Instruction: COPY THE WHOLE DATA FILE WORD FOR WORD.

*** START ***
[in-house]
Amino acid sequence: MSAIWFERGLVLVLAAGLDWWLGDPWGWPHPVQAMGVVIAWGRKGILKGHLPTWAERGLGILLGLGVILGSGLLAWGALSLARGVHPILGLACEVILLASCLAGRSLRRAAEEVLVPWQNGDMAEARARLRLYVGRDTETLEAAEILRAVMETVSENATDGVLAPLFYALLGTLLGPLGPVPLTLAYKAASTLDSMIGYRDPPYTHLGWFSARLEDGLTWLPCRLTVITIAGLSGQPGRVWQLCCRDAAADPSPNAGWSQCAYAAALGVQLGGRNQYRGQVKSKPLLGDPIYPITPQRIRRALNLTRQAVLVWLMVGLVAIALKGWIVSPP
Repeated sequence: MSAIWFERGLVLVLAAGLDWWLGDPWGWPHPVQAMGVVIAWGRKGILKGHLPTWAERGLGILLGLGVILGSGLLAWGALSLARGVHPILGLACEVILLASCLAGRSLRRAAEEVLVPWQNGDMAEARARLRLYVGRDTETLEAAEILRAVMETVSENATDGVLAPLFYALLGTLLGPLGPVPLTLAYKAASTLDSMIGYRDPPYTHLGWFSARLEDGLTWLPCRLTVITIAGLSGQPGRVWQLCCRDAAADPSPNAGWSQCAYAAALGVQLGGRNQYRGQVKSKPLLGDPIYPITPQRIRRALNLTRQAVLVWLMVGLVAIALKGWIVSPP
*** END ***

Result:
[in-house]
Amino acid sequence: MSAIWFERGLVLVLAAGLDWWLGDPWGWPHPVQAMGVVIAWGRKGILKGHLPTWAERGLGILLGLGVILGSGLLAWGALSLARGVHPILGLACEVILLASCLAGRSLRRAAEEVLVPWQNGDMAEARARLRLYVGRDTETLEAAEILRAVMETVSENATDGVLAPLFYALLGTLLGPLGPVPLTLAYKAASTLDSMIGYRDPPYTHLGWFSARLEDGLTWLPCRLTVITIAGLSGQPGRVWQLCCRDAAADPSPNAGWSQCAYAAALGVQLGGRNQYRGQVKSKPLLGDPIYPITPQRIRRALNLTRQAVLVWLMVGLVAIALKGWIVSPP
Repeated sequence: MSAIWFERGLVLVLAAGLDWWLGDPWGWPHPVQAMGVVIAWGRKGILKGHLPTWAERGLGILLGLGVILGSGLLAWGALSLARGVHPILGLACEVILLASCLAGRSLRRAAEEVLVPWQNGDMAEARARLRLYVGRDTETLEAAEILRAVMETVSENATDGVLAPLFYALLGTLLGPLGPVPLTLAYKAASTLDSMIGYRDPPYTHLGWFSARLEDGLTWLPCRLTVITIAGLSGQPGRVWQLCCRDAAADPSPNAGWSQCAYAAALGVQLGGRNQYRGQVKSKPLLGDPIYPITPQRIRRALNLTRQAVLVWLMVGLVAIALKGWIVSPP